Today the murk was still clinging to the coast as I set off on my morning ride. Not far today, only out to Pitscottie and home.
Distance 14.2 miles
Time taken 1:18:01 (minus time spend blethering to neighbours on the way in)
Average speed 10.94 mph
Max speed 26.42
Calories burned 550
Ascent 794 feet.
It is fair to say that one of the main reasons I love to travel is not only for the new and interesting sights but to meet and converse with people. I love to hear their stories and tell mine. Now retires and with time on my hands (whit, Hamilton, time on your hands?) The next logical step would be to write some of these stories down so that others might enjoy these whimsical tales too.
Alas, I was the lad in the English class, that the teacher would throw pieces of chalk at, or creep up on, and crack a rule over his knuckles. Caught once more staring out of the window, daydreaming. I, therefore, left school at 15 years of age, never understanding ‘what grammar are’ or much else about our written language. I have been playing catch up ever since.
A young girl visitor to New York asked a musician,
“How do I get to the Metropolitan?”
“Practice, practice, practice.”
To help me in my endeavors, I have read many self-help books, ‘Spellwell. Write right…..the latest in this long line, ‘The creative writing coursebook’. It is very much a study book so you have to read small portions then put it down and think about what you have learned (or reread the passage again).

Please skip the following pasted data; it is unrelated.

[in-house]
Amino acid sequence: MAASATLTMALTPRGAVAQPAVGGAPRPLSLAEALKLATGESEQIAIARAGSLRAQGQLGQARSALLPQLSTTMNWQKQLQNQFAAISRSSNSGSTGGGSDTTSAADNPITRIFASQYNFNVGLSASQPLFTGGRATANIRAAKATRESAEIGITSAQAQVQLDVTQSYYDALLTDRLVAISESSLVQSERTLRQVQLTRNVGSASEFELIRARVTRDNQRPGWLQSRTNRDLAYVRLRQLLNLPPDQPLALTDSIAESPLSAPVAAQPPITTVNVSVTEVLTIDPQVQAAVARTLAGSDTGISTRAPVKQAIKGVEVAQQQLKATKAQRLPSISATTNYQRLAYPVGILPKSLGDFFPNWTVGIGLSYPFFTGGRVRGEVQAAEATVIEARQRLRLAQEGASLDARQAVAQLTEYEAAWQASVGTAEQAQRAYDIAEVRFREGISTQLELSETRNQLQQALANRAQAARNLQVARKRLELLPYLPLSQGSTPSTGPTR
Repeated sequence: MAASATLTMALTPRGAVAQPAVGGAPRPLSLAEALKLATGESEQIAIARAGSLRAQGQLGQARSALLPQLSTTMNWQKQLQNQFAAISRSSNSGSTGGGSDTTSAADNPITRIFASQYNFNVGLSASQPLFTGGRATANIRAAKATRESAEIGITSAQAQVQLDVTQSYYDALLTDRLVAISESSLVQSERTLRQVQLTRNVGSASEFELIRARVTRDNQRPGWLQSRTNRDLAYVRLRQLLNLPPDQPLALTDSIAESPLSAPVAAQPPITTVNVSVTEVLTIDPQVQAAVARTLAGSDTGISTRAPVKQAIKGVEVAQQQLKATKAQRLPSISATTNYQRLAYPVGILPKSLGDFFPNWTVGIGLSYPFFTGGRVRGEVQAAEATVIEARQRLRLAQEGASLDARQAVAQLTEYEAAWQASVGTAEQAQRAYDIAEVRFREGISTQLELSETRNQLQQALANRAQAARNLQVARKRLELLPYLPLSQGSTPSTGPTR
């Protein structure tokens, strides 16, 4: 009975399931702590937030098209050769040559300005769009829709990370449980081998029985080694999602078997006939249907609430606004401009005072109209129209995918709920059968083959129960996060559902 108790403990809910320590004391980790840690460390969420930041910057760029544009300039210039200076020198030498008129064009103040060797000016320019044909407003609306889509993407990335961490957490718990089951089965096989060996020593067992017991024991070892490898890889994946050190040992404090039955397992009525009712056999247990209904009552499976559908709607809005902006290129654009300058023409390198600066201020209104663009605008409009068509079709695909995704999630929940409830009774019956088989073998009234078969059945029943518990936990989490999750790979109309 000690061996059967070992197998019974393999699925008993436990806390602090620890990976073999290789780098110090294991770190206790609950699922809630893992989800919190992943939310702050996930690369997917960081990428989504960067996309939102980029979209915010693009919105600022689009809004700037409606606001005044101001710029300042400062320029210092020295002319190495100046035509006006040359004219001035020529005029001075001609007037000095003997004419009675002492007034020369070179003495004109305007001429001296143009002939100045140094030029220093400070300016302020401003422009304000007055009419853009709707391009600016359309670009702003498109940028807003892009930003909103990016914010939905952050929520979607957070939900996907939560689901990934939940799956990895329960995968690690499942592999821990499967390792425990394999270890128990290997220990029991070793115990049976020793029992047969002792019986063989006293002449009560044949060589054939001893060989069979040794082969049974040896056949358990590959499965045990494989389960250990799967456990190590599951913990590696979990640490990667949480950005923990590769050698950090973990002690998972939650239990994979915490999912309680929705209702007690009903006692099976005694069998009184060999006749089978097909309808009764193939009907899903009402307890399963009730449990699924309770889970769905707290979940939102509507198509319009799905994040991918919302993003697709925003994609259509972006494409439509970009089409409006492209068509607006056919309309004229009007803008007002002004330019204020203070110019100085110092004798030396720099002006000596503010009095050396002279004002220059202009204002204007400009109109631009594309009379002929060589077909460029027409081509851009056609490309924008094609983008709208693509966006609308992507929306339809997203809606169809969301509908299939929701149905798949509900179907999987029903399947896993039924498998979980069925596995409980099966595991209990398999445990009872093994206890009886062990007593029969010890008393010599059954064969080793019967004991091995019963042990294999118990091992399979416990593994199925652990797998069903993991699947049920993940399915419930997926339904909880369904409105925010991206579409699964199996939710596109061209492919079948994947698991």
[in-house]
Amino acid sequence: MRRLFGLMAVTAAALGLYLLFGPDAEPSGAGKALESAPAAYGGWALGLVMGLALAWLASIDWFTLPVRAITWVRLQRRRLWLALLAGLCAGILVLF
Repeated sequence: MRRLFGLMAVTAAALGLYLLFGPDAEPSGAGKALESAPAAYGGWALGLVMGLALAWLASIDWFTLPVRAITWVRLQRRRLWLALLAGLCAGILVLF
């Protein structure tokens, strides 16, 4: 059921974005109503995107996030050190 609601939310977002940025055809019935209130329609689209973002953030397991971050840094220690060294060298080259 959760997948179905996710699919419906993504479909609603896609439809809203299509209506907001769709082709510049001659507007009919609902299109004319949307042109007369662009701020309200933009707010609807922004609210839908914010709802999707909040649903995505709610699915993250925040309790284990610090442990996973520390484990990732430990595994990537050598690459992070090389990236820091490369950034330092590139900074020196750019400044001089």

From Esther Morgan – articles of faith: using objects in poetry. (this girl quotes from Sylvia Plath, so a lot of rereading here for me).
I bring to the class a selection of household objects, which might include, for instance, a candlestick, cheese grater, lightbulb, scarf, corkscrew, pepper grinder, etc.
She then goes on to say that she asks her student to close their eyes. Explore the object with their hands, (what about that cheese grater) to start the de-familiarization process. Open their eyes and make notes of what they experienced. Then use their other senses to explore the object further. Then they are asked to widen their writing to include any memories or other thoughts triggered by their objects.
What becomes evident as they read out their pieces is the extent to which this exercise helps them to re-imagine their object. In the same way that a word repeated over and over begins to sound bizarre, so an object scrutinized with such attention will start to shed its everyday invisibility. So pepper grinders become an armless women who scream when their heads are twisted and rain bitterness, a cheese grater becomes a steel wall of tears, or a light bulb the lost eye of a Cyclops.
You can tell she is a poet, who understands Sylvia Plath. By doing this we are told that we will never have writer’s block.
I read this in the dentists waiting room the other day, and sort of wondered if I would ever understand any of it.
Of course once such thoughts have been planted in your head, they work away in the background, a puzzle to be solved.
This morning, as I sat at breakfast and just before I set off on my morning ride, I looked over at the little chest of drawers. On top are three objects, a large vase made from Edinburgh Crystal, a crystal fruit bowl, and a small biscuit barrel.